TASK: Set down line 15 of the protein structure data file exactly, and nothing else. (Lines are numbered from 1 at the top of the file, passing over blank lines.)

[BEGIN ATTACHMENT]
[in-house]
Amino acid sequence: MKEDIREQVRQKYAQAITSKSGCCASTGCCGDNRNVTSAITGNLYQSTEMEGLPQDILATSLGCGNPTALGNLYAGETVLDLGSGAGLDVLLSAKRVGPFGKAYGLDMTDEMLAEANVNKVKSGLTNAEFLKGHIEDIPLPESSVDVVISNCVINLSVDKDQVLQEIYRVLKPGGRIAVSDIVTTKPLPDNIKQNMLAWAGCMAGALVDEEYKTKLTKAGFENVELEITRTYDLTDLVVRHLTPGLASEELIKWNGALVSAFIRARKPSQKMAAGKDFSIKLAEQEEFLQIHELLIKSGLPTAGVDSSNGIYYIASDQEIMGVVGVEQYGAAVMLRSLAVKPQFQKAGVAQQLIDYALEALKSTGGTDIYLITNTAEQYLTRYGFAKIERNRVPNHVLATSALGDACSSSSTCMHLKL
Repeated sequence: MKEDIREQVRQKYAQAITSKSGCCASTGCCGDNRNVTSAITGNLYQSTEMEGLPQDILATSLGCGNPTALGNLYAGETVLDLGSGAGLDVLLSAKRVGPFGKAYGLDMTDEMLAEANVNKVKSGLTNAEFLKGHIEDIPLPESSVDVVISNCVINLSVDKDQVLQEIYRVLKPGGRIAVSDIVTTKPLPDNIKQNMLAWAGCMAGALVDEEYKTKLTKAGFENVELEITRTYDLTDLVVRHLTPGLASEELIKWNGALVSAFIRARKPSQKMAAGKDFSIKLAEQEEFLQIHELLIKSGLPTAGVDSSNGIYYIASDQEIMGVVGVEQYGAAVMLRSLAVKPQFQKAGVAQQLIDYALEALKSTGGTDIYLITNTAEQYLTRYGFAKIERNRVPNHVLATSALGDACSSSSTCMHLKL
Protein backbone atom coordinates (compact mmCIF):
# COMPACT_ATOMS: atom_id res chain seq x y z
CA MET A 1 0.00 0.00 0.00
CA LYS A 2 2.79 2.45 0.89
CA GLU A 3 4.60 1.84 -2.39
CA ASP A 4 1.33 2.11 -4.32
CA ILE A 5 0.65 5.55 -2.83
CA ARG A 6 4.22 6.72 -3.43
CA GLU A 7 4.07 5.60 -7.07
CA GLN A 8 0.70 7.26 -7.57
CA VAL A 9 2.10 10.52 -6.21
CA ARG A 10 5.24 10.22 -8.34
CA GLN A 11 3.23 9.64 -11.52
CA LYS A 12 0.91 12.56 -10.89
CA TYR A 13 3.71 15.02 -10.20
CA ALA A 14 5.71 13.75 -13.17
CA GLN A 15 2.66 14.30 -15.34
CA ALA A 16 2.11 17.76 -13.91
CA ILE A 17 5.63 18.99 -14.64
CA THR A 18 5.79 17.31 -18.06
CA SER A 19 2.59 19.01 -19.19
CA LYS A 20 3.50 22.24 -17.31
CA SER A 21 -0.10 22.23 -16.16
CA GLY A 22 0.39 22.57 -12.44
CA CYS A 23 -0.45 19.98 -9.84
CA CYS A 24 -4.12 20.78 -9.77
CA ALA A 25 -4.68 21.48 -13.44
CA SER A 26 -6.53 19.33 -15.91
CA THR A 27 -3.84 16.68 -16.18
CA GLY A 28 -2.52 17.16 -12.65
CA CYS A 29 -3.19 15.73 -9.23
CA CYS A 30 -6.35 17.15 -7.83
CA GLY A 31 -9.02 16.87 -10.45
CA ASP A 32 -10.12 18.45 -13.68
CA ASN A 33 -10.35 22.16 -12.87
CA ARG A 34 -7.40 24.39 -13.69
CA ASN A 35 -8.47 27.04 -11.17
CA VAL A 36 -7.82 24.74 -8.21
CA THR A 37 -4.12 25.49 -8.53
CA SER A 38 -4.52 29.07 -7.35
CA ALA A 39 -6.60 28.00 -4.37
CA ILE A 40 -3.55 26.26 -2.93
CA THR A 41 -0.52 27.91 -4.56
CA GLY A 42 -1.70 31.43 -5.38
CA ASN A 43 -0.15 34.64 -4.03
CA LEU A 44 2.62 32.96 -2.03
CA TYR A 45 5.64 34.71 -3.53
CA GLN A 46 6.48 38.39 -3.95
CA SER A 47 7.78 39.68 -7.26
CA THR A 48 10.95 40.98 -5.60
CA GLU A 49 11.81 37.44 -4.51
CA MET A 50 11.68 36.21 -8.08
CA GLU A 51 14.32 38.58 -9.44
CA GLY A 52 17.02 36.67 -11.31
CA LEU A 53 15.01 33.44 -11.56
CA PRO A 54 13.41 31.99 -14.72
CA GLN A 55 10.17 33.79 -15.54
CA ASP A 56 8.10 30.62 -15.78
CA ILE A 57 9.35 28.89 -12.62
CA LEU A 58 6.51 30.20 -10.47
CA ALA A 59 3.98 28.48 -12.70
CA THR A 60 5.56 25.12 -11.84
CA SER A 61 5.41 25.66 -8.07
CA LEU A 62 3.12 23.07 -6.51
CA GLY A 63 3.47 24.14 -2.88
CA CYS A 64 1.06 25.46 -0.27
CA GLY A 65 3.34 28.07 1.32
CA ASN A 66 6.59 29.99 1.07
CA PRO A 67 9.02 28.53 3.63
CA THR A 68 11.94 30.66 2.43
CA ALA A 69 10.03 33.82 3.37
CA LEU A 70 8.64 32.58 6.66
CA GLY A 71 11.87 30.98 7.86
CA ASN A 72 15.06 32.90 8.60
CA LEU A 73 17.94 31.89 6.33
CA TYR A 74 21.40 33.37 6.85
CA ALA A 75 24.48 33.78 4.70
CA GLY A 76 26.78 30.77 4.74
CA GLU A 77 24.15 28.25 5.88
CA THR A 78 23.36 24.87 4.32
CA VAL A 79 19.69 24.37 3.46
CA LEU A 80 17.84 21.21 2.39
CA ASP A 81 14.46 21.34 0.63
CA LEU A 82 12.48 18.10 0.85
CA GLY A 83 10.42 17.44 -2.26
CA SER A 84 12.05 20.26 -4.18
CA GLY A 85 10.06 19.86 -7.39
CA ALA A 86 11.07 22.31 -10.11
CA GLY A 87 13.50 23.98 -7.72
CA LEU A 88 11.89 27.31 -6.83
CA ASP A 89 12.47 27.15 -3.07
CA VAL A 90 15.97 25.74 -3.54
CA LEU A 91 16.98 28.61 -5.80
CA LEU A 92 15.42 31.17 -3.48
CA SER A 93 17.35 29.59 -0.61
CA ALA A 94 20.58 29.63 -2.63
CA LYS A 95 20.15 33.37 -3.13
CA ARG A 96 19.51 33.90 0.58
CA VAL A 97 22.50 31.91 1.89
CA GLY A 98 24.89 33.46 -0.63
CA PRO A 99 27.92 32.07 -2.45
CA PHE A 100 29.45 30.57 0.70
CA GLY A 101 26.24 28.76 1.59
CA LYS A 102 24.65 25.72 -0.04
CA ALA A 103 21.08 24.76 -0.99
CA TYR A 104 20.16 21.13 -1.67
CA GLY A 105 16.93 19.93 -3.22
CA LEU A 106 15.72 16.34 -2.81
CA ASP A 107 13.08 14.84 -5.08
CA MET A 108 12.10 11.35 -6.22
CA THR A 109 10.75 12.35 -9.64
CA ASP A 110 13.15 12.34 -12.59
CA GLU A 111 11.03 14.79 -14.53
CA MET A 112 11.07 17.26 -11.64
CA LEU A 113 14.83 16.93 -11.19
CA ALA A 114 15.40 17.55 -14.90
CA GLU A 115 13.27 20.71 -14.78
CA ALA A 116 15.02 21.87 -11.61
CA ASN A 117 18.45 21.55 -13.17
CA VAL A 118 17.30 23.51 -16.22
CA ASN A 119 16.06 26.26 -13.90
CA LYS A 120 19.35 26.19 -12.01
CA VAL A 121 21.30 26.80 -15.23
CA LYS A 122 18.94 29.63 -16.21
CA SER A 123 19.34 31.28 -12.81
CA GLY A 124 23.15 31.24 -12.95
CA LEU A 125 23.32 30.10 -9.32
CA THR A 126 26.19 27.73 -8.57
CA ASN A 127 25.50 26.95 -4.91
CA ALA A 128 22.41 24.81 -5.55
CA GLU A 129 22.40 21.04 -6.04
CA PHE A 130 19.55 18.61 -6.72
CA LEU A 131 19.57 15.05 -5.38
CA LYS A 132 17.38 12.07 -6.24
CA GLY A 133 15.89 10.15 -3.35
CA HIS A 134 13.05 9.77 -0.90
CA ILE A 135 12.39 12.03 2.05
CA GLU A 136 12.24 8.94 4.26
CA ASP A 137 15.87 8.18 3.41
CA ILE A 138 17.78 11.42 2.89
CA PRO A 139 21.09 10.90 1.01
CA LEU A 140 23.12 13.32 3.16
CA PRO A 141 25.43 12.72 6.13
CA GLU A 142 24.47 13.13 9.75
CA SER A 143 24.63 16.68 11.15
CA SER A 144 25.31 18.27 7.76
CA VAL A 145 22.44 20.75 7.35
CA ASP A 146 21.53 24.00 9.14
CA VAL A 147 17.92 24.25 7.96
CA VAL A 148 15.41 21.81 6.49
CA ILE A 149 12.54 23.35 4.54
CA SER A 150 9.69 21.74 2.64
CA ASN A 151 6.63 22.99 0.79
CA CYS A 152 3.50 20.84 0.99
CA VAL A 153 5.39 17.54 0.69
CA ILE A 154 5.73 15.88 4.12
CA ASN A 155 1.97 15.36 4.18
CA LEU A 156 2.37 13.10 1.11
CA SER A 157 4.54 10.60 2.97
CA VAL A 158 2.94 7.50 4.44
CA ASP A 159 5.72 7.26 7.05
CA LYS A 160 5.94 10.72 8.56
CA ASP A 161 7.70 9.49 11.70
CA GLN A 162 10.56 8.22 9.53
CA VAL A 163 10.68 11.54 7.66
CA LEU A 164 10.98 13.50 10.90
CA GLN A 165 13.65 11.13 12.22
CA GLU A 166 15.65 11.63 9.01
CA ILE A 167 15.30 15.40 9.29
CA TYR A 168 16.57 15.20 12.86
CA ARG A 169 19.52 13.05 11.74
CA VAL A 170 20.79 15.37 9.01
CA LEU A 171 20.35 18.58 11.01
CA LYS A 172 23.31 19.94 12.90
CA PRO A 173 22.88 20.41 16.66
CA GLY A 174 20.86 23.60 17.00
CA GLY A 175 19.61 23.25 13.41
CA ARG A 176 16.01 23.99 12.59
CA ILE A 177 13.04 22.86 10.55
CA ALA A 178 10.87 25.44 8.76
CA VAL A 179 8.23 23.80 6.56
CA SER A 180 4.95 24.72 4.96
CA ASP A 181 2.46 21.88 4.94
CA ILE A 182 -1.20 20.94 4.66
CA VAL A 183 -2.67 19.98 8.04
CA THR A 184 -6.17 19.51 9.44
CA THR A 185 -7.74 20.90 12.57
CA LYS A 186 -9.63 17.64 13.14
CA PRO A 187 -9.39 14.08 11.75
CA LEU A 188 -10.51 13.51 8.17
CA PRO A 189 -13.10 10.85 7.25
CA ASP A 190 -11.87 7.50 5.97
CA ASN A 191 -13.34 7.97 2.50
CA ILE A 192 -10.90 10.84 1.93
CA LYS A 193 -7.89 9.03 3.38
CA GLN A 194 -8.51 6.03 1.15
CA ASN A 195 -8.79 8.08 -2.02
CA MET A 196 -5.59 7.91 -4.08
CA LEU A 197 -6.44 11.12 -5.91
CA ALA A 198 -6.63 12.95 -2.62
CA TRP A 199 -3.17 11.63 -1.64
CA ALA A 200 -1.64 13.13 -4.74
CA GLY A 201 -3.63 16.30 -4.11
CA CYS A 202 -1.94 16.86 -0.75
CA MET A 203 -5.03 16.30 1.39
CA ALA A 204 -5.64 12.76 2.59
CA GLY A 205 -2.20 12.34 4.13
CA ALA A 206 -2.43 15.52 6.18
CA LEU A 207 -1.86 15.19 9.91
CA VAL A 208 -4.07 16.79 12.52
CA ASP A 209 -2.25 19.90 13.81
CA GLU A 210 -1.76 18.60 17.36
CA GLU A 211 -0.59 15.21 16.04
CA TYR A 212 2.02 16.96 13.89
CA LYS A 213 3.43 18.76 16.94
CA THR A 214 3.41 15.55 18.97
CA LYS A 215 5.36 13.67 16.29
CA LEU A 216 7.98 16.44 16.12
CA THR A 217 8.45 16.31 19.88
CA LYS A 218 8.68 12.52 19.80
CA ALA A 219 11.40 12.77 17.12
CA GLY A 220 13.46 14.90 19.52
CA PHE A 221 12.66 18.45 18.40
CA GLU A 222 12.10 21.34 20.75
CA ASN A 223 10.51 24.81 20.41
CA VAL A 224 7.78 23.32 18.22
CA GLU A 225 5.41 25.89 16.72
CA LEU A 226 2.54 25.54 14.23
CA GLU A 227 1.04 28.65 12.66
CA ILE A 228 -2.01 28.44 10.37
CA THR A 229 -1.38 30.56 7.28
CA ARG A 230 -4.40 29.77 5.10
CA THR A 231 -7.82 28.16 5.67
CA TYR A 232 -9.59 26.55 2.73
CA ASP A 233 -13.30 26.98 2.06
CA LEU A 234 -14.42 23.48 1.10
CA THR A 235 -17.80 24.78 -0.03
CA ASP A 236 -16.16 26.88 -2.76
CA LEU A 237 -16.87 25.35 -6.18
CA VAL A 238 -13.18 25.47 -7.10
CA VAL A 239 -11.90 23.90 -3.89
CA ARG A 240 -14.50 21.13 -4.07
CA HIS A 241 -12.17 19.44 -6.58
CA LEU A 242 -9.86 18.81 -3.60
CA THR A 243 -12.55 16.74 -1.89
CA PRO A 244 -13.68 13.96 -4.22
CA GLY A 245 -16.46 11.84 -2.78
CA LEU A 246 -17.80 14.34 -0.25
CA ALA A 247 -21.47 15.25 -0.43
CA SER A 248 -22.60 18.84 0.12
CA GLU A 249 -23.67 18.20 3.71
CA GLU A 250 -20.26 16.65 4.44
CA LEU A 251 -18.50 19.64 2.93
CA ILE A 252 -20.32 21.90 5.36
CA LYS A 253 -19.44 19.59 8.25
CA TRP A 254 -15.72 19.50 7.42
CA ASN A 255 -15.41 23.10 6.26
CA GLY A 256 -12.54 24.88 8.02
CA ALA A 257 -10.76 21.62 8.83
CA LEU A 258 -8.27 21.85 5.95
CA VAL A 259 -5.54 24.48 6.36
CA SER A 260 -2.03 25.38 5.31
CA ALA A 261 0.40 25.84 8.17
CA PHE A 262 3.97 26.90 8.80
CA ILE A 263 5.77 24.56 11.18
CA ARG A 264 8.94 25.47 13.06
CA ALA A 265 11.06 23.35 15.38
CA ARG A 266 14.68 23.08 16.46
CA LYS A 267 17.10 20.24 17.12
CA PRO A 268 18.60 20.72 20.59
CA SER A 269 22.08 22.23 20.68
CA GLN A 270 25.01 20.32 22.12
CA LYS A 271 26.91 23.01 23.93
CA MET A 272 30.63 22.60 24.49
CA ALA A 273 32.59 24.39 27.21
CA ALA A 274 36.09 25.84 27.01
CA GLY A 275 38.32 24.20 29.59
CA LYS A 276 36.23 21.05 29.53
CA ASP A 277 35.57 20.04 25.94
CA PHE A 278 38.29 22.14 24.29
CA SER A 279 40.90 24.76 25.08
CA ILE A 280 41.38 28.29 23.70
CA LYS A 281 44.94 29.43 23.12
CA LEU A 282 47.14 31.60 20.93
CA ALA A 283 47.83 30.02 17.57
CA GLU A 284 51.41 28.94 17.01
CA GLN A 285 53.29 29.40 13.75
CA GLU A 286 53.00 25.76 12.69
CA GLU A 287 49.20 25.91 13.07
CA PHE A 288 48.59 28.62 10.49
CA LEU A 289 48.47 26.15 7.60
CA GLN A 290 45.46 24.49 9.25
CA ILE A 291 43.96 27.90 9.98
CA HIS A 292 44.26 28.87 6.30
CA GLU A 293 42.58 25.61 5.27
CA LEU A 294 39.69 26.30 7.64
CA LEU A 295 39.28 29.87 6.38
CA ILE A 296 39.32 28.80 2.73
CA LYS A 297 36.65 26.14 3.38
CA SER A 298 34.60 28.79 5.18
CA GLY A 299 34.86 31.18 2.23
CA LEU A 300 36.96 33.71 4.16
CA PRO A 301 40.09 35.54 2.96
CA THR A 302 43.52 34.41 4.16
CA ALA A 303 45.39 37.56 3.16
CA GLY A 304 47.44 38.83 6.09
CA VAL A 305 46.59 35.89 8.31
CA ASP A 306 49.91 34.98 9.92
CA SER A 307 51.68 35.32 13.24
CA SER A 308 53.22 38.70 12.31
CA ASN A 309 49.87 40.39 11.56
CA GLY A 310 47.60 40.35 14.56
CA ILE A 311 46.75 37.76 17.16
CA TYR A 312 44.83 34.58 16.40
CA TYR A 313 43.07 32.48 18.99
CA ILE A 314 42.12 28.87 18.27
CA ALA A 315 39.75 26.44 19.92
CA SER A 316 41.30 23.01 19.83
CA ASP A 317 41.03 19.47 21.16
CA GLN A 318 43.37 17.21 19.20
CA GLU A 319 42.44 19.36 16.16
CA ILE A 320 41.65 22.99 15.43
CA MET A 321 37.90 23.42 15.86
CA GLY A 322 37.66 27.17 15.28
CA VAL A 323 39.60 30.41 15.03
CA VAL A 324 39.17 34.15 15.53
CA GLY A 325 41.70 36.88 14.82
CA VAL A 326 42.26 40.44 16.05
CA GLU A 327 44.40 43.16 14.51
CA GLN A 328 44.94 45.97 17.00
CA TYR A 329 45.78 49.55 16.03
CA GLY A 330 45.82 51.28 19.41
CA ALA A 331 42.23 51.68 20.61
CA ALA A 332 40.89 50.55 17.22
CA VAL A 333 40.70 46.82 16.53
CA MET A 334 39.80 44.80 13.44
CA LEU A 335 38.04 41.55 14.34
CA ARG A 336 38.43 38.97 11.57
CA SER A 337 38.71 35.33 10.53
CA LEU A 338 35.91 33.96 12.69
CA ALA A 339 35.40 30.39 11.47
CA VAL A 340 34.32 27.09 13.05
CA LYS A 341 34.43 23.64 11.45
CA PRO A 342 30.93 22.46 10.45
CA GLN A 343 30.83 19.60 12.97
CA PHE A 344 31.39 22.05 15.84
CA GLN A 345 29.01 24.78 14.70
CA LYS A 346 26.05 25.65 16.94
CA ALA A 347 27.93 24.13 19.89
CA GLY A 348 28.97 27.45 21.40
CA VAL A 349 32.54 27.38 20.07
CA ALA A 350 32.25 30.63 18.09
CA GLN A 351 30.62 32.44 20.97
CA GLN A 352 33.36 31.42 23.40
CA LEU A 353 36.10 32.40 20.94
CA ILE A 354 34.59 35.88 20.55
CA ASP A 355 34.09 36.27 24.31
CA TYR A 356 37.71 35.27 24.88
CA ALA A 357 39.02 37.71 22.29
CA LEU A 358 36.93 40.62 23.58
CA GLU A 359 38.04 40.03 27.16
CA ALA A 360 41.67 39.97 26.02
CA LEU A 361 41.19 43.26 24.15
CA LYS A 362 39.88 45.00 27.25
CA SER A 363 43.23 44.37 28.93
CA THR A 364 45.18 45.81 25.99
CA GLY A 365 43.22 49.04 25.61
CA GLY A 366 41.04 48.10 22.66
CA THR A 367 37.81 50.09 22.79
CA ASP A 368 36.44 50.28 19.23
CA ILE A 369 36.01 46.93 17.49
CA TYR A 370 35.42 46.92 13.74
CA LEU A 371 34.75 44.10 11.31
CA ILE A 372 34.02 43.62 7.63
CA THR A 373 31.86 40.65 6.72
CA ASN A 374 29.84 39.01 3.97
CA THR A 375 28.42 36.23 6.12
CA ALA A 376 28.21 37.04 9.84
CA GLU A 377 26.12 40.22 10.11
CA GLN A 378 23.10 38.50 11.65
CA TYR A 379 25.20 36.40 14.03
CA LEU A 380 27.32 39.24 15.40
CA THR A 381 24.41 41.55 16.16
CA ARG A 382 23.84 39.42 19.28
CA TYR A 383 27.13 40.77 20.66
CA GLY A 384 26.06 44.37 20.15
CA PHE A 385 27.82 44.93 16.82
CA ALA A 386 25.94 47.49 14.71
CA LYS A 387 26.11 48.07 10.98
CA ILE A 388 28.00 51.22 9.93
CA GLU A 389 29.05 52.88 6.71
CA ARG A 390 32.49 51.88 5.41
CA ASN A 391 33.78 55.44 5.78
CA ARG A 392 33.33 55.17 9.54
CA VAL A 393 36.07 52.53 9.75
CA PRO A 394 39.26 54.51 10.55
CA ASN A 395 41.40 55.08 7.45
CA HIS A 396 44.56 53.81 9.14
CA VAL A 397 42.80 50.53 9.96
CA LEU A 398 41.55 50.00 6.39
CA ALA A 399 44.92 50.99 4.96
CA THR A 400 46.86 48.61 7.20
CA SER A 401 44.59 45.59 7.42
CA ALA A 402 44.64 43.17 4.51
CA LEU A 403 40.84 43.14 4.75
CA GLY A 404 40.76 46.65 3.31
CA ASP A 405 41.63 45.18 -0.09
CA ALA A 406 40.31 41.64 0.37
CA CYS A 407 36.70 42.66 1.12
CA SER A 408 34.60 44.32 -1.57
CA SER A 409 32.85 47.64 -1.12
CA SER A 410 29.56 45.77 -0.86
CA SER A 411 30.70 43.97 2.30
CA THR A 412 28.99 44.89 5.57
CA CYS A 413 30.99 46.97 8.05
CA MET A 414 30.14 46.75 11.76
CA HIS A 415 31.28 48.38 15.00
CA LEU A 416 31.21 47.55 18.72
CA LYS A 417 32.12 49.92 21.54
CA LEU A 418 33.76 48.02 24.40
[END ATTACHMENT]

CA ARG A 10 5.24 10.22 -8.34